Sagrada Familia

The main reason we went to Barcelona is because Brad hadn’t seen it. I was last there in 2007 with my friend Falafel. I remembered that I had loved the city, but I admit I had forgotten exactly why I loved it so much. As soon as I returned, it all came back to me. Barcelona has a beautiful location, right between the Mediterranean Sea and the mountains. There is fascinating architecture, including some of Gaudi’s most famous works. It has a vibrant culture with lots of art. There’s an easy-to-use public transportation system. And, of course, it’s home to one of the most famous sports teams in the world.

Brad and I had one of the most fun days of our trip here. We met up with Jordi and Tanit, two couchsurfers that Yoshiko in Tokyo highly recommended to us. They were both awesome people and they took us to the Gracia neighborhood for its annual block party. Each neighborhood has its own party during the summer, and from what I gathered, Gracia’s is the best. They have a contest for the best decorated street and the streets go all-out in their participation. We saw an elaborate wild west themed street, a beach, a winter scene, and a Star Wars one. (There were many more, but we didn’t see them all.) They were all creative and the residents were very resourceful with their materials. For example, the cacti in the wild west street were made with aluminum cans that had been painted green and covered with Tic-Tacs.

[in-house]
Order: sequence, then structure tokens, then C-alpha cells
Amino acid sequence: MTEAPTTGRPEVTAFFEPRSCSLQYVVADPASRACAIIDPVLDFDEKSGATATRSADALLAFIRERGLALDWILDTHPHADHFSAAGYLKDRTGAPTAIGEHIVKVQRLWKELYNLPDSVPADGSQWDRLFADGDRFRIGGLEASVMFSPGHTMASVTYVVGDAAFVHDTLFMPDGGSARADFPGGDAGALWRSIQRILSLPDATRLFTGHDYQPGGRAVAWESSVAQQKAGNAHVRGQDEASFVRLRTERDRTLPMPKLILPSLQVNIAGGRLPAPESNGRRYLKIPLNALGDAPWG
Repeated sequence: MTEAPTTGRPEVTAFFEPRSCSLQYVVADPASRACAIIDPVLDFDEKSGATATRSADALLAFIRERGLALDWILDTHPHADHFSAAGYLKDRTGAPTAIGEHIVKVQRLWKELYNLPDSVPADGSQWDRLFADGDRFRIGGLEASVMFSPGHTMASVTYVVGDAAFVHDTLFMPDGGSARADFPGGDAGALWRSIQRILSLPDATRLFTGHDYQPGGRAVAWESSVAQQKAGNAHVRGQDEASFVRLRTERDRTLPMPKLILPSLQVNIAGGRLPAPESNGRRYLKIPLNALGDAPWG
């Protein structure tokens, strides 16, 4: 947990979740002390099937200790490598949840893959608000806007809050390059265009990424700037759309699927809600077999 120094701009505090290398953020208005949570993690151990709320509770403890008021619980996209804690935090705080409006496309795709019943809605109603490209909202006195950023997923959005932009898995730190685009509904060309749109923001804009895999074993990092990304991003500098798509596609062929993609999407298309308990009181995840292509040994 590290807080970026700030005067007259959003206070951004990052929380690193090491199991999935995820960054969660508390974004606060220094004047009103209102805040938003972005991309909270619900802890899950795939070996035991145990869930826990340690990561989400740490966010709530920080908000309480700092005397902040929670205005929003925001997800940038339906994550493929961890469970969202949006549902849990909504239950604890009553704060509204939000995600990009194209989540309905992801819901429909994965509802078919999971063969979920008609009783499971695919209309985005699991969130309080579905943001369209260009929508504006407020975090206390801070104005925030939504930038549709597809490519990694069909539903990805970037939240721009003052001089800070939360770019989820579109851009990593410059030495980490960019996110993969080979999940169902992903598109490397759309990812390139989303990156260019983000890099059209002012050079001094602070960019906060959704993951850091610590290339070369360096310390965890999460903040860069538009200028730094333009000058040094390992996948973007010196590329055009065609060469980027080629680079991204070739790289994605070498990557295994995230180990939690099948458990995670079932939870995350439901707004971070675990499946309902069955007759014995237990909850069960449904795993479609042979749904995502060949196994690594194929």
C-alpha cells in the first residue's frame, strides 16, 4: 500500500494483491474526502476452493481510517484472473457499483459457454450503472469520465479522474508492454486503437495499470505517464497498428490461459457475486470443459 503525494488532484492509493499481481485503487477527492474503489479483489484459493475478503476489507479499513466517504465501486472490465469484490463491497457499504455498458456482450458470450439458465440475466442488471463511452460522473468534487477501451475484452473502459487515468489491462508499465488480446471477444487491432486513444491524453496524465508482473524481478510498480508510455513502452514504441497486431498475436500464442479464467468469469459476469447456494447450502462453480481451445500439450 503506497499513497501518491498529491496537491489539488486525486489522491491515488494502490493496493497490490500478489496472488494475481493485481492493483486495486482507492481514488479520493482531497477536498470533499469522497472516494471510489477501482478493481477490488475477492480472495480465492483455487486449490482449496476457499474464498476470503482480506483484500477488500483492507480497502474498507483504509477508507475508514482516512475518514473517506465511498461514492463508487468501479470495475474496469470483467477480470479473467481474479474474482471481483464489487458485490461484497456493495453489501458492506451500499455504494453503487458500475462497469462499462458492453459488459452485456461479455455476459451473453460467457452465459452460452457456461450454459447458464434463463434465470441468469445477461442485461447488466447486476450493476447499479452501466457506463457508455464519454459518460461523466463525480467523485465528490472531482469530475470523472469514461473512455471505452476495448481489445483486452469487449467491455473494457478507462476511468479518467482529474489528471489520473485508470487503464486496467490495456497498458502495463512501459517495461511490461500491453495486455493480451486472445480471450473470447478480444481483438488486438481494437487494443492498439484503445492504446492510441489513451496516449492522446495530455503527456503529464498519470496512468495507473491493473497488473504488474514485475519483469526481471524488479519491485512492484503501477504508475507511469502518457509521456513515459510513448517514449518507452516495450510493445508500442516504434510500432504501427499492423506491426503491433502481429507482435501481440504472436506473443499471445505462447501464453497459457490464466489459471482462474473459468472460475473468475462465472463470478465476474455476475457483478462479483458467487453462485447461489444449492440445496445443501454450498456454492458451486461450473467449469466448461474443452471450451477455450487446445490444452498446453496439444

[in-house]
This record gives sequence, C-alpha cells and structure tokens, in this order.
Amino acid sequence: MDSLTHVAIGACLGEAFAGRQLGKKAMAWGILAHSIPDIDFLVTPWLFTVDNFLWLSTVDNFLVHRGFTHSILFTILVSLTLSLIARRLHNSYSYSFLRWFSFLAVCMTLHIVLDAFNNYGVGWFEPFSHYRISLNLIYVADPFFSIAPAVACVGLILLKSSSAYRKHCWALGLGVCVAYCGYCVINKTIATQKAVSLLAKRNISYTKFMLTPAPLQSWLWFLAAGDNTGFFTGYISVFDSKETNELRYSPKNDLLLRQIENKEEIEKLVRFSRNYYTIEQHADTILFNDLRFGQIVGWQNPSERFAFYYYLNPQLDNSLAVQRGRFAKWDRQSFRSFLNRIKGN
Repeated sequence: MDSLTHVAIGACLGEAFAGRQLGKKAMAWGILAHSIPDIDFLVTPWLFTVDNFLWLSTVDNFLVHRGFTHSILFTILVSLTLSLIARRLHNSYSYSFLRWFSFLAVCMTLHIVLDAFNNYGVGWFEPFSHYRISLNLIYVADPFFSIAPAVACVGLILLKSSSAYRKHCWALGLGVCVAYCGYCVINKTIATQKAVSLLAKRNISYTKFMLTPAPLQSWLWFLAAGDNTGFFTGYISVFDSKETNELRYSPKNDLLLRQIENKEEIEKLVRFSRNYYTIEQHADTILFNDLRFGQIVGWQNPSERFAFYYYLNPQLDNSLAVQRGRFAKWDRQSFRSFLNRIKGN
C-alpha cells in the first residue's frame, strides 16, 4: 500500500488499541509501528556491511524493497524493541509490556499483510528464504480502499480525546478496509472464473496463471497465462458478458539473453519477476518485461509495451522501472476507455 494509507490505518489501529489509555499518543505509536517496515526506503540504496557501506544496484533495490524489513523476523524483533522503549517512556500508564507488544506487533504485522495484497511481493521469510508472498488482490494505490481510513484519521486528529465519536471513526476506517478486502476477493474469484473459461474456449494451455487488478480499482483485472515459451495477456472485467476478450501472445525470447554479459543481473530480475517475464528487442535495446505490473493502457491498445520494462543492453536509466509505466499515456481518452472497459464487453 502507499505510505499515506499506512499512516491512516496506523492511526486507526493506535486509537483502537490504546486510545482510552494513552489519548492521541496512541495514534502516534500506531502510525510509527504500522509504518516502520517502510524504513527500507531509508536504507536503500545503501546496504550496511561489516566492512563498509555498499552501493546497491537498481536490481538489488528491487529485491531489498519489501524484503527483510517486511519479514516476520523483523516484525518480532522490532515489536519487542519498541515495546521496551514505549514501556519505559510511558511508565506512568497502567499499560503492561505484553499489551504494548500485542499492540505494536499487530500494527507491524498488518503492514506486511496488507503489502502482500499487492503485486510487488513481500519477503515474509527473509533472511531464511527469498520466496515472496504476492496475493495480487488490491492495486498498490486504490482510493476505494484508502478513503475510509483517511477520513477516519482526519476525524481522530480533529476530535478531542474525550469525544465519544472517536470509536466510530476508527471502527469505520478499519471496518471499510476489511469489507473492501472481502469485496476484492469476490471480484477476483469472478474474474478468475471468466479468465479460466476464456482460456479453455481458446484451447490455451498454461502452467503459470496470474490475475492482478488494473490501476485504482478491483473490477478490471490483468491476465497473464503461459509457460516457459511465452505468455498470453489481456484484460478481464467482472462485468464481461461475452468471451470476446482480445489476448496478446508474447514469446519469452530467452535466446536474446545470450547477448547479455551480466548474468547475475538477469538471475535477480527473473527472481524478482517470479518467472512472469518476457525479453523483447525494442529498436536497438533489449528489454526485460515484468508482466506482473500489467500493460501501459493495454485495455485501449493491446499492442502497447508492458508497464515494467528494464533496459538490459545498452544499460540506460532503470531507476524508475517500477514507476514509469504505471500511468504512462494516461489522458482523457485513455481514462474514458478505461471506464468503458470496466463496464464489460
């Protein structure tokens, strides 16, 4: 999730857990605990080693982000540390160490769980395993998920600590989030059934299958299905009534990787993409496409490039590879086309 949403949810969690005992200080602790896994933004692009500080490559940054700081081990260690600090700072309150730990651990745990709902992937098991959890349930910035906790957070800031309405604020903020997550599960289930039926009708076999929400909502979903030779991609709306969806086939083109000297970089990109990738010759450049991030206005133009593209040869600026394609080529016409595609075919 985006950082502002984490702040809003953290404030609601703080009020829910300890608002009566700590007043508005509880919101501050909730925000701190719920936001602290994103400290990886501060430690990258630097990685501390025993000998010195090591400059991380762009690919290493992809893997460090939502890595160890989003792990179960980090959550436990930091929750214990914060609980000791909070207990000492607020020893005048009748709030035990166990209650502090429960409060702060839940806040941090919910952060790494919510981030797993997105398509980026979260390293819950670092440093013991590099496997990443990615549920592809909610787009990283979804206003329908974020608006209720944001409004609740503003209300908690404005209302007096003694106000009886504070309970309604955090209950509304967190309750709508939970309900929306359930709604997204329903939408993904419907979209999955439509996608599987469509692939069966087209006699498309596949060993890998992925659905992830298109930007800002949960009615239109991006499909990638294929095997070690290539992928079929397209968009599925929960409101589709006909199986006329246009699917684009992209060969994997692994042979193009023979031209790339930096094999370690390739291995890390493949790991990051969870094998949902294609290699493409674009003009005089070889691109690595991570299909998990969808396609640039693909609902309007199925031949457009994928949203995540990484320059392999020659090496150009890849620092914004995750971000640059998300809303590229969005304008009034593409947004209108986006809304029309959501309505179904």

The parade was the best and most dangerous part. First, people threw candy from trucks, which is pretty standard, except that they were whipping the candy at us. Then groups came through doing an intricate dance with sticks that they hit together and against other people’s, switching partners and moving the whole time. Tanit, who used to do this dance, said that if you make a mistake, you could whack someone in the head. Following them, men with guns arrived. Their guns were so loud, we could feel the shockwave in our ears. After that, young people dressed like devils came through with gigantic sparklers that whirled around and shot sparks at the crowd. I’m not exaggerating. The spectators had to duck and run for cover. A few people got small holes burnt into their clothing. Our Spanish guides explained that the devils are supposed to act mischievously. Finally a dragon with sparklers shooting out of his mouth came through. His fireworks shot even further and started a tree on fire. Again, I’m not exaggerating. The tree burned for a few minutes, threatening to set the entire district ablaze, before someone brought a fire extinguisher over. Brad and I got a kick out of how hilariously dangerous this parade was. Only in Spain.